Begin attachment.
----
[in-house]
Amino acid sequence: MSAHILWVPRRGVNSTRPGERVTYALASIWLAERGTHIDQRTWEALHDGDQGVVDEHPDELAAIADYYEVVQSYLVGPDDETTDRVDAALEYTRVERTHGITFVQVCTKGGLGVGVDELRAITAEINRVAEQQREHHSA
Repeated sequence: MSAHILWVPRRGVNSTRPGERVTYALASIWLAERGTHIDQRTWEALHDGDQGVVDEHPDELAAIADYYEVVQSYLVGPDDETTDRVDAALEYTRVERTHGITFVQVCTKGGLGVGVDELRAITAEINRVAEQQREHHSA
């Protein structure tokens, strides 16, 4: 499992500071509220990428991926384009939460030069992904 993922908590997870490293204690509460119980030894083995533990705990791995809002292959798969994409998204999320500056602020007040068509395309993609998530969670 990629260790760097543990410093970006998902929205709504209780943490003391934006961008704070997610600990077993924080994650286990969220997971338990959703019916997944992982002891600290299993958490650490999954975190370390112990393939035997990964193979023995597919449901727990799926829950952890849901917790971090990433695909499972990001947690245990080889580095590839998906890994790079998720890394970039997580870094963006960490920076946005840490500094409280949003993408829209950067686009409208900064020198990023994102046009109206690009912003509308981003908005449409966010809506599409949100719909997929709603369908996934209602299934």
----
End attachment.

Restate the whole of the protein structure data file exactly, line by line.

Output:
[in-house]
Amino acid sequence: MSAHILWVPRRGVNSTRPGERVTYALASIWLAERGTHIDQRTWEALHDGDQGVVDEHPDELAAIADYYEVVQSYLVGPDDETTDRVDAALEYTRVERTHGITFVQVCTKGGLGVGVDELRAITAEINRVAEQQREHHSA
Repeated sequence: MSAHILWVPRRGVNSTRPGERVTYALASIWLAERGTHIDQRTWEALHDGDQGVVDEHPDELAAIADYYEVVQSYLVGPDDETTDRVDAALEYTRVERTHGITFVQVCTKGGLGVGVDELRAITAEINRVAEQQREHHSA
């Protein structure tokens, strides 16, 4: 499992500071509220990428991926384009939460030069992904 993922908590997870490293204690509460119980030894083995533990705990791995809002292959798969994409998204999320500056602020007040068509395309993609998530969670 990629260790760097543990410093970006998902929205709504209780943490003391934006961008704070997610600990077993924080994650286990969220997971338990959703019916997944992982002891600290299993958490650490999954975190370390112990393939035997990964193979023995597919449901727990799926829950952890849901917790971090990433695909499972990001947690245990080889580095590839998906890994790079998720890394970039997580870094963006960490920076946005840490500094409280949003993408829209950067686009409208900064020198990023994102046009109206690009912003509308981003908005449409966010809506599409949100719909997929709603369908996934209602299934």